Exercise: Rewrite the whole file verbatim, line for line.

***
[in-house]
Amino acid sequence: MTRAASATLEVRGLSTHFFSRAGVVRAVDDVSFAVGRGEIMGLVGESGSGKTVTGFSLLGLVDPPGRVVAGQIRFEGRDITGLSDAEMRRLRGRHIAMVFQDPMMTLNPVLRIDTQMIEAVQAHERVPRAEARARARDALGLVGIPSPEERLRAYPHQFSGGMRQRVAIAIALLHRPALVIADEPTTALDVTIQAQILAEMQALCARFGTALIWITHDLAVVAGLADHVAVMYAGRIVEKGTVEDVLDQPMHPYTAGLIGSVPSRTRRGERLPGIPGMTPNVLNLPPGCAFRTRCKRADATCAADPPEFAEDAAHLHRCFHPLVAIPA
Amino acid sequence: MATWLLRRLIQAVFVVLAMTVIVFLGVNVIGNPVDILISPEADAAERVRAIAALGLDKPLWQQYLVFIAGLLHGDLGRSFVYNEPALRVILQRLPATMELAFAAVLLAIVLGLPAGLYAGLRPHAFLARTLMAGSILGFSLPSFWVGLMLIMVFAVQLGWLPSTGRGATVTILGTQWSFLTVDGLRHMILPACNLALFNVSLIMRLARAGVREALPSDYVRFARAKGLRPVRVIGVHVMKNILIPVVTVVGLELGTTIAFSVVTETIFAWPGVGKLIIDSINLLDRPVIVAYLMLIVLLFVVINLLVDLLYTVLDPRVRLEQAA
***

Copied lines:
[in-house]
Amino acid sequence: MTRAASATLEVRGLSTHFFSRAGVVRAVDDVSFAVGRGEIMGLVGESGSGKTVTGFSLLGLVDPPGRVVAGQIRFEGRDITGLSDAEMRRLRGRHIAMVFQDPMMTLNPVLRIDTQMIEAVQAHERVPRAEARARARDALGLVGIPSPEERLRAYPHQFSGGMRQRVAIAIALLHRPALVIADEPTTALDVTIQAQILAEMQALCARFGTALIWITHDLAVVAGLADHVAVMYAGRIVEKGTVEDVLDQPMHPYTAGLIGSVPSRTRRGERLPGIPGMTPNVLNLPPGCAFRTRCKRADATCAADPPEFAEDAAHLHRCFHPLVAIPA
Amino acid sequence: MATWLLRRLIQAVFVVLAMTVIVFLGVNVIGNPVDILISPEADAAERVRAIAALGLDKPLWQQYLVFIAGLLHGDLGRSFVYNEPALRVILQRLPATMELAFAAVLLAIVLGLPAGLYAGLRPHAFLARTLMAGSILGFSLPSFWVGLMLIMVFAVQLGWLPSTGRGATVTILGTQWSFLTVDGLRHMILPACNLALFNVSLIMRLARAGVREALPSDYVRFARAKGLRPVRVIGVHVMKNILIPVVTVVGLELGTTIAFSVVTETIFAWPGVGKLIIDSINLLDRPVIVAYLMLIVLLFVVINLLVDLLYTVLDPRVRLEQAA